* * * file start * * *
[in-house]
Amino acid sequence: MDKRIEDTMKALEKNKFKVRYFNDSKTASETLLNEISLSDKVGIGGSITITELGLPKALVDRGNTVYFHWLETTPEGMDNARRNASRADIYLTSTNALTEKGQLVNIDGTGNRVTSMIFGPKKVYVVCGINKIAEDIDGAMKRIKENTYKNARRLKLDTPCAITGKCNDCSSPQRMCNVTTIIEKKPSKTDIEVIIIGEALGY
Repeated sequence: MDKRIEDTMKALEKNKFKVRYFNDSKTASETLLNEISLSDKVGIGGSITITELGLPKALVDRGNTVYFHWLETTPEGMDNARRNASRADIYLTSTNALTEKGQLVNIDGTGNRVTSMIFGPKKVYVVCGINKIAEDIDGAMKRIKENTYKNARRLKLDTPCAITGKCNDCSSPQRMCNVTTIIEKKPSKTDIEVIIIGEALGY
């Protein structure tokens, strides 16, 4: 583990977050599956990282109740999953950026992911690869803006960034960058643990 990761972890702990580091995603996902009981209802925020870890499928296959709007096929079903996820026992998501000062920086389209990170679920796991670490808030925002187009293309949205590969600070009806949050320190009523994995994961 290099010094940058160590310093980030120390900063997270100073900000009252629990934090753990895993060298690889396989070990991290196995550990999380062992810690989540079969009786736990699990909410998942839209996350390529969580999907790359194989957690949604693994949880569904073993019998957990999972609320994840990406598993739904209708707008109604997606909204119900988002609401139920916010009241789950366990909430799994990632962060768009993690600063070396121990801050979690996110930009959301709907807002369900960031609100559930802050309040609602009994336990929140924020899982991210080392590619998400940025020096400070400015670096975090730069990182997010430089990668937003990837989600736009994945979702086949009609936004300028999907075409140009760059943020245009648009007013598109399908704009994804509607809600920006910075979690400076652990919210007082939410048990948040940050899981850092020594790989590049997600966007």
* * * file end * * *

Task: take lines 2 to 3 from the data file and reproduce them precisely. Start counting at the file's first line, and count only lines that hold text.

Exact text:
Amino acid sequence: MDKRIEDTMKALEKNKFKVRYFNDSKTASETLLNEISLSDKVGIGGSITITELGLPKALVDRGNTVYFHWLETTPEGMDNARRNASRADIYLTSTNALTEKGQLVNIDGTGNRVTSMIFGPKKVYVVCGINKIAEDIDGAMKRIKENTYKNARRLKLDTPCAITGKCNDCSSPQRMCNVTTIIEKKPSKTDIEVIIIGEALGY
Repeated sequence: MDKRIEDTMKALEKNKFKVRYFNDSKTASETLLNEISLSDKVGIGGSITITELGLPKALVDRGNTVYFHWLETTPEGMDNARRNASRADIYLTSTNALTEKGQLVNIDGTGNRVTSMIFGPKKVYVVCGINKIAEDIDGAMKRIKENTYKNARRLKLDTPCAITGKCNDCSSPQRMCNVTTIIEKKPSKTDIEVIIIGEALGY